1. Thanks for your comments. There is a reflection of the servers in the high gloss floor. I can lower the horizon line to the bottom of the server rows. I appreciate the input 🙂

  5. First, I have to say, this is a pretty darn good start.

    I’m not a huge fan of the full on black silhouette either, but you DEFINITELY need the man for focus. Nathan’s 10+ minute redo helped your title and by line tremendously. The darkening helped it greatly too.

    Though, two picayune details, the ROO isn’t standing out as well across the light blues of the top of the zodiac, so perhaps a deep blue very soft shadow could help that a smidgy. And a ginormous apostrophies always bug me. They can be scaled down so they are there and doing their job, but not SMACK in your face. (I know that was a quickie, but I just wanted to mention it)

    I love the idea of the random lights detail but don’t forget to repeat in the reflection. Perspective tile lines would further draw the eye to the center, and give it a more photo realistic (less vector flat drawing) but they’d have to be subtle so it doesn’t get too busy.

    Nice job though. Kudos.

    1. Oooop, upon closer inspection at a larger size, I see that there were a couple stars. The darkening didn’t help them, but it helped everything else. Perhaps you could add a few back after the darkening.

  6. I like the design of the second one overall, but the execution leaves me cold. It feels very stiff and computer-generated, especially the man. I’m afraid what I’d like is the same basic design but done in a softer, looser medium, like photomontage.

    1. thanks for your comment. I think the man is stiff too, this was the best economical stock pix that I found. An earlier layout version had a motion blur / the man was running into the horoscope.

  7. I was looking at it, thinking it is slick but sort of bland and uninteresting… and then bingo, fixed by Nathan’s mock up. And yes it is better with the man in it. Of course it needs some tweaking – why is there a pace above the title for example – but it is basically OK, with just darker colours and less wasted space. I would also think about the colour scheme, does everything need to be same shade if blue, like the lights on the bank of computers? Never seen a teal light on a computer; maybe that is why people do not see it as a bank of servers? By all means keep the overall colour scheme, but tweaking or adding a few other points as highlights would liven it up, I believe. Maybe think also colour perspective, warm colours seem to be closer than cold.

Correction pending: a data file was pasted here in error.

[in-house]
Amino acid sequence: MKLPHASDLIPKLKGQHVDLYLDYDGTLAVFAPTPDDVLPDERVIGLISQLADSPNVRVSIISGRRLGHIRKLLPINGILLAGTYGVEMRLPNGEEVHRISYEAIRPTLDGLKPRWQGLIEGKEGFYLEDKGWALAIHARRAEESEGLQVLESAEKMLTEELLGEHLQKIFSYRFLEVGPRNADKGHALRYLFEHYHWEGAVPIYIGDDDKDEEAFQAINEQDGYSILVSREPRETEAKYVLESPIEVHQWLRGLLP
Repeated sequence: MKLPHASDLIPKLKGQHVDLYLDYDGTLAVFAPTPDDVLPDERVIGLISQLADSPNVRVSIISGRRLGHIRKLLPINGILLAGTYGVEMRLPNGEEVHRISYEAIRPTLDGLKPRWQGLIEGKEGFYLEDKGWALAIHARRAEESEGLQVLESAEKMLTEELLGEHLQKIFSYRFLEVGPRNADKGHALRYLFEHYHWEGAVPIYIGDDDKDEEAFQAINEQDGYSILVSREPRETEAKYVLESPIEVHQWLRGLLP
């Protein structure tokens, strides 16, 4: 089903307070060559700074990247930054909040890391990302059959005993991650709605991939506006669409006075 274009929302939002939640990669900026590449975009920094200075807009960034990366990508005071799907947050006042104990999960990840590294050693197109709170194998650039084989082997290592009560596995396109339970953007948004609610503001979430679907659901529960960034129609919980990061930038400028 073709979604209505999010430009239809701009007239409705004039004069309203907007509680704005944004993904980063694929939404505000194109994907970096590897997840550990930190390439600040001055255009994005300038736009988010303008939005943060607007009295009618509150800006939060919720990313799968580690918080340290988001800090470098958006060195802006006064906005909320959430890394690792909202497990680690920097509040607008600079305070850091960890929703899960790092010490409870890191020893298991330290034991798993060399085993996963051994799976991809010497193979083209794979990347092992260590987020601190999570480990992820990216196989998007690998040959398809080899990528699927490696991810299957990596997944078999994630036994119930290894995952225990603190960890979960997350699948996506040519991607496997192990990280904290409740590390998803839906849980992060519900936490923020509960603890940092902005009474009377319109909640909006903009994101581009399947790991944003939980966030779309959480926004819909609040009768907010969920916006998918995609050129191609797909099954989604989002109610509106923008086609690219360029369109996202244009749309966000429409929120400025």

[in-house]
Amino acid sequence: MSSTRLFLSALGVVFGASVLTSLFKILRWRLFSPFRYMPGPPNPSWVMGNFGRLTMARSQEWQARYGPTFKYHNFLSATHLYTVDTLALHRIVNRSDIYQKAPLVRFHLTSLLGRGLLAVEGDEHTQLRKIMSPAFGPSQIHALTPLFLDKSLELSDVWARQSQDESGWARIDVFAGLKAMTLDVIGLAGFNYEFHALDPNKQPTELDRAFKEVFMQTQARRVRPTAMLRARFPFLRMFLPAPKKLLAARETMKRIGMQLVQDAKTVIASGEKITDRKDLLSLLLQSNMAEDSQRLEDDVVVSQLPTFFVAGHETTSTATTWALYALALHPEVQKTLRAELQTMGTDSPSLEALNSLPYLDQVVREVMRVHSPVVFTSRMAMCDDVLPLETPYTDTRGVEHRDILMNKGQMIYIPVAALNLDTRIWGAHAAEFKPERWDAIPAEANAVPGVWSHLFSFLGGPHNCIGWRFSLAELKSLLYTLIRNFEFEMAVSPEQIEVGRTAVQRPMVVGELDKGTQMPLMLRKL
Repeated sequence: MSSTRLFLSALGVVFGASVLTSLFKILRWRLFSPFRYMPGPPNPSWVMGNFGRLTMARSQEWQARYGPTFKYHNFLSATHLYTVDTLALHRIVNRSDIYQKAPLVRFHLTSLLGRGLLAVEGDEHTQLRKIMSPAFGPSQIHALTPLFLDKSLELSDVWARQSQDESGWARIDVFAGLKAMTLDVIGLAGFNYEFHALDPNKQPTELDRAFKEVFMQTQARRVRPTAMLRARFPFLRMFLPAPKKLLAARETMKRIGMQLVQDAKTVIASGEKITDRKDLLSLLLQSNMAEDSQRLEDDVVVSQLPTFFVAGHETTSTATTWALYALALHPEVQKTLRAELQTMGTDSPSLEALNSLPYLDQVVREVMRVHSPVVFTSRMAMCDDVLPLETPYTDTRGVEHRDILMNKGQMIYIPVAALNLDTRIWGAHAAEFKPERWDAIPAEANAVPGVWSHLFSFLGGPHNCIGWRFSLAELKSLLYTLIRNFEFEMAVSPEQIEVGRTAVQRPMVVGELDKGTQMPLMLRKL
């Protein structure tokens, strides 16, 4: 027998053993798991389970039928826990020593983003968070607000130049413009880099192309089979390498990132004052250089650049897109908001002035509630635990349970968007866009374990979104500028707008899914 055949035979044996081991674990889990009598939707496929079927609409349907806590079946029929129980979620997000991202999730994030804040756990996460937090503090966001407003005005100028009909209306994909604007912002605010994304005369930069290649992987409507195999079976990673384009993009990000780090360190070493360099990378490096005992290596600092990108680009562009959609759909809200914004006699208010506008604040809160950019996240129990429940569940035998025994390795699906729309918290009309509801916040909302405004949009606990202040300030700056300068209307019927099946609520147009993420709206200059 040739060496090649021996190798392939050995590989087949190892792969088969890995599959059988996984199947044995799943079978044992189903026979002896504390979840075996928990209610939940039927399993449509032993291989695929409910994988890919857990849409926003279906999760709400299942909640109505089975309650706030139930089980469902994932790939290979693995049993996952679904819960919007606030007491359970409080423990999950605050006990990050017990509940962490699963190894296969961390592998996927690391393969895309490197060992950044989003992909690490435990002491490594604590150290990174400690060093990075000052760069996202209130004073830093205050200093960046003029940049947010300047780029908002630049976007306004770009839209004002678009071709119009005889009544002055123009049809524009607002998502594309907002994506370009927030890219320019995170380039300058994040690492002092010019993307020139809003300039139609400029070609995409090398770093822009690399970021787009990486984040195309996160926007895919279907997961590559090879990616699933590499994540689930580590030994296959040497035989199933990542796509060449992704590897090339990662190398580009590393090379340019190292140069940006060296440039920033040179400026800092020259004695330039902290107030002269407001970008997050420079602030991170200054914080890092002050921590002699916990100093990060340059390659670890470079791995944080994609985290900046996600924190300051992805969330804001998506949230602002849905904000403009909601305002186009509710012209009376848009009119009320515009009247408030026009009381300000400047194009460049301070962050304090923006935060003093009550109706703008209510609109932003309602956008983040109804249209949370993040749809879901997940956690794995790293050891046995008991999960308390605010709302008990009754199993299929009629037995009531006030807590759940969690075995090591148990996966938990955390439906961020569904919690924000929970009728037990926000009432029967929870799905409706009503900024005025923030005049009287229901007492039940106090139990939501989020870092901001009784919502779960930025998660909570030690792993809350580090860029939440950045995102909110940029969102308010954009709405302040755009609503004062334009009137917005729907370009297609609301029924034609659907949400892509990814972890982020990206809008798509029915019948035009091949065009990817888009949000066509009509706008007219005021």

8. I definitely recommend the silhouette; the Moon by itself doesn’t provide sufficient focus. While the font our host’s ten-minute revision uses puts it a little too close to the margins (and therefore needs to be a little skinnier), he’s got the right general idea: your title and byline need to loom as large as possible. For best results, however, try to place your revised title a bit closer to the top margin and keep it from bleeding into the astrological symbols the way his does.

    Apart from that, the picture itself needs nothing more than a few tweaks. As noted, the silhouette works fine, but its shadow ought to be more elongated if the only light source is the Moon behind it; and you might want to add a few internal features to it to clarify whether it’s walking toward or away from us. As for the computer banks, don’t most actual such devices these days come in grayish-black cases with the blinking lights on them mostly being red, white, green, and (just a little) blue? Whether or not that matches the ever-changing fashions of our time, that’s how a lot of your readers would expect computer banks to look, so I’d suggest changing their color scheme accordingly.